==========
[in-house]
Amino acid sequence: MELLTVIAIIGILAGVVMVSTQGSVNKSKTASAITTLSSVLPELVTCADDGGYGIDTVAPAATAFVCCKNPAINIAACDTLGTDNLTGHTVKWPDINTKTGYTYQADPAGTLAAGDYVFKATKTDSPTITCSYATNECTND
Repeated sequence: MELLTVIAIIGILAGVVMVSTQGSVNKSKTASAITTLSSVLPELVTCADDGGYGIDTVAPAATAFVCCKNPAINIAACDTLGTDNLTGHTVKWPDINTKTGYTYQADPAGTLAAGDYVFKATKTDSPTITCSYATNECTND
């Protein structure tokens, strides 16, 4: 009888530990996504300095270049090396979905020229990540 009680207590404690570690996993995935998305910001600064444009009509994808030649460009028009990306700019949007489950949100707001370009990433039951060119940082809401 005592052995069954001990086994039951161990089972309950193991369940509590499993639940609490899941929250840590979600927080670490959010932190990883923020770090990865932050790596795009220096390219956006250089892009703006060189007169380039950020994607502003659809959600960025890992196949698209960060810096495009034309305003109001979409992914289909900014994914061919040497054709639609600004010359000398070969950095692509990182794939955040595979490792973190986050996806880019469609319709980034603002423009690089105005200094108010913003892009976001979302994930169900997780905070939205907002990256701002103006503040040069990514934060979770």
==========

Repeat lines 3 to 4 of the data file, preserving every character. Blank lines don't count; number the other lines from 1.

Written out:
Repeated sequence: MELLTVIAIIGILAGVVMVSTQGSVNKSKTASAITTLSSVLPELVTCADDGGYGIDTVAPAATAFVCCKNPAINIAACDTLGTDNLTGHTVKWPDINTKTGYTYQADPAGTLAAGDYVFKATKTDSPTITCSYATNECTND
């Protein structure tokens, strides 16, 4: 009888530990996504300095270049090396979905020229990540 009680207590404690570690996993995935998305910001600064444009009509994808030649460009028009990306700019949007489950949100707001370009990433039951060119940082809401 005592052995069954001990086994039951161990089972309950193991369940509590499993639940609490899941929250840590979600927080670490959010932190990883923020770090990865932050790596795009220096390219956006250089892009703006060189007169380039950020994607502003659809959600960025890992196949698209960060810096495009034309305003109001979409992914289909900014994914061919040497054709639609600004010359000398070969950095692509990182794939955040595979490792973190986050996806880019469609319709980034603002423009690089105005200094108010913003892009976001979302994930169900997780905070939205907002990256701002103006503040040069990514934060979770």